Freeing Syrian territory from Islamic State [Daesh] might have been the easy part. Now, Turkey must build something sustainable on the land it controls in the north of Syria, its troubled neighbour.
Many of the Syrians heading back to Jarabulus - a town the Turkish army and Syrian rebels took from Daesh in August - were living in make-shift camps for displaced people or struggling to make ends meet as refugees in Turkey. They are weak, beaten by conflict.
"I worked in construction in Istanbul, but I was not making any money. Life in Turkey is hard. I think life will be easier back in Syria," says 22-year-old Firas. He studied mathematics at college before the war forced him to become a refugee.
He and his friends were queuing on the Turkish side of a border crossing in Karkamis, ready to make the one-way trip. Those who cross forfeit their right to come back to Turkey - a risky move, given the instability of the nascent free city.
On the opposite side sits Jarabulus. Three years of Islamic State rule has all but ruined the impoverished, dusty town. Residents say jobs are few and far between and people rely on handouts for survival.
In the two months since Turkey took control, Jarabulus has yet to receive the economic jolt it needs to become a viable heart of what Turkey hopes will be a sustainable safe zone in the north of Syria.
For now, Turkey supplies the food, water and electricity. Schools are starting to open, but children sit at empty desks due to the lack of books and other supplies.
Classes are attended by young girls - unthinkable under Islamic State's harsh religious code.
Some of the children bear the psychological scars of war and displacement. One child, his face twisted in confusion, struggles to answer a basic question.
"Where am I from? I don't know where I am from," says 6-year-old Ahmed.
Despite the hardship, thousands of Syrians have returned to the town since August, most of them from other parts of Syria. Some say they came simply because there is access to humanitarian aid.
Fatma Firas moved to Jarabulus with her six children about a month ago from a Syrian city to the south. Her husband was killed by Islamic State for resistence to its vicious rule.
"They took my husband from the house. I never heard from him again," she says. She now lives in a dilapidated ruin in Jarablus. She has no furniture and few items of clothing.
"At least I get food and water," she says. It is uncertain what will happen if the house's original owner returns and demands his land back.
The head of the local council, Mohammed Habash, says Islamic State fighters partially dismantled the town's main bakery before fleeing the impending Turkish army.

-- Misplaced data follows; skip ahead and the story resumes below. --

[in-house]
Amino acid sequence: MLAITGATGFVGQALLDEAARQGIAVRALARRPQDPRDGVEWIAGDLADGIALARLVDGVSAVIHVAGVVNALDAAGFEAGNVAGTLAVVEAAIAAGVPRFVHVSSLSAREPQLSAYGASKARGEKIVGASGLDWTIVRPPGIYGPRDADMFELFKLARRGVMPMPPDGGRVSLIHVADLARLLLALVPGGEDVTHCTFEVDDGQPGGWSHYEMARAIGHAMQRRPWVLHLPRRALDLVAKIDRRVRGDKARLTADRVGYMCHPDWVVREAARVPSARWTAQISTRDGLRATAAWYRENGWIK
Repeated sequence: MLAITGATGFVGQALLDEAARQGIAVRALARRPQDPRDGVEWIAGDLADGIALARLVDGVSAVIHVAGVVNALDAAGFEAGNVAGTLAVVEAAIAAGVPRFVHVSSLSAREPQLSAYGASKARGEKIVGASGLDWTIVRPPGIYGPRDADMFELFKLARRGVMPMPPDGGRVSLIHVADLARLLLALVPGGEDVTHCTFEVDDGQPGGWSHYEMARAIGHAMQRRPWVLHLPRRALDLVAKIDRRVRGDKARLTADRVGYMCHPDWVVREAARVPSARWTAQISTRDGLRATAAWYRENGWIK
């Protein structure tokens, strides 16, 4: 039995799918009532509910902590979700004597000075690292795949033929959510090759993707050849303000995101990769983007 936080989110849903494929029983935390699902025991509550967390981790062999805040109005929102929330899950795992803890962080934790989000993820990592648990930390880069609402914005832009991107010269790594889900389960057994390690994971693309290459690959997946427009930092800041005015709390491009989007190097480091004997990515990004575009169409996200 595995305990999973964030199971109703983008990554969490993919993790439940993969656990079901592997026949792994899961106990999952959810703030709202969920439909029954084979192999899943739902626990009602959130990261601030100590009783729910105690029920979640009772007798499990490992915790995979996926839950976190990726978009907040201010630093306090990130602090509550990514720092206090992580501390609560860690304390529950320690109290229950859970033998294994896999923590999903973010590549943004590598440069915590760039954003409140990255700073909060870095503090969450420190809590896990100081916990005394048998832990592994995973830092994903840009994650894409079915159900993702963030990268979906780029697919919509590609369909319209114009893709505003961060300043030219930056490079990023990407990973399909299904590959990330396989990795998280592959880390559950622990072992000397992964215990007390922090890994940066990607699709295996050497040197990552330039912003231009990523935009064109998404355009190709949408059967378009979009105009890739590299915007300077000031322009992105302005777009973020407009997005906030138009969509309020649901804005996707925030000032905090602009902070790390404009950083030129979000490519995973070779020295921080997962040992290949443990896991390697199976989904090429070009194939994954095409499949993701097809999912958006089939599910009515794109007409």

He has been waiting for weeks for replacement parts in order to get the facility up and running again. "We need bread. It is really urgent," he says.
His council is not elected but was appointed by the largest Arab tribes in the area. Originally, Jarabulus was home to a melange of Arabs, Turkmens and Kurds.
Habash admits that the Turkish policy of bringing in displaced Syrians from around the country is changing the town's demographics. The original inhabits now make up only a fraction of the population and their percentage will continue to dwindle as newcomers arrive.
"Jarabulus is changing. It will never be the same. People are coming from many areas. We welcome this, we have to help our brothers, but we need more assistance. We have just come from war," he says, before runshing off to the local make-shift hospital to meet constituents.
Besides the civilians, the town is flooded with militants, the Turkish-backed rebels who moved in as Islamic State fled. Less visible, but still present, is the Turkish military, the backbone of the operation.
Many of the rebels are ethnic Turkmen who are particularly keen to move on to fight the main Syrian Kurdish militia. Some secular Arab fighters want to continue the battle against Islamic State.
Others hope to refocus on Syrian President Bashar al-Assad, the man the 2011 uprising sought to remove from power.
They aspire to break the siege of eastern Aleppo, a key rebel stronghold that is being battered by Russian and Syrian government airstrikes just 60 kilometres away.
What most of the fighters have in common is that they are not from Jarabulus. Many express their desire to return to frontline as soon as possible. Policing traffic in an sleepy village is not for them.
By Shabtai Gold
© 2021 dpa GmbH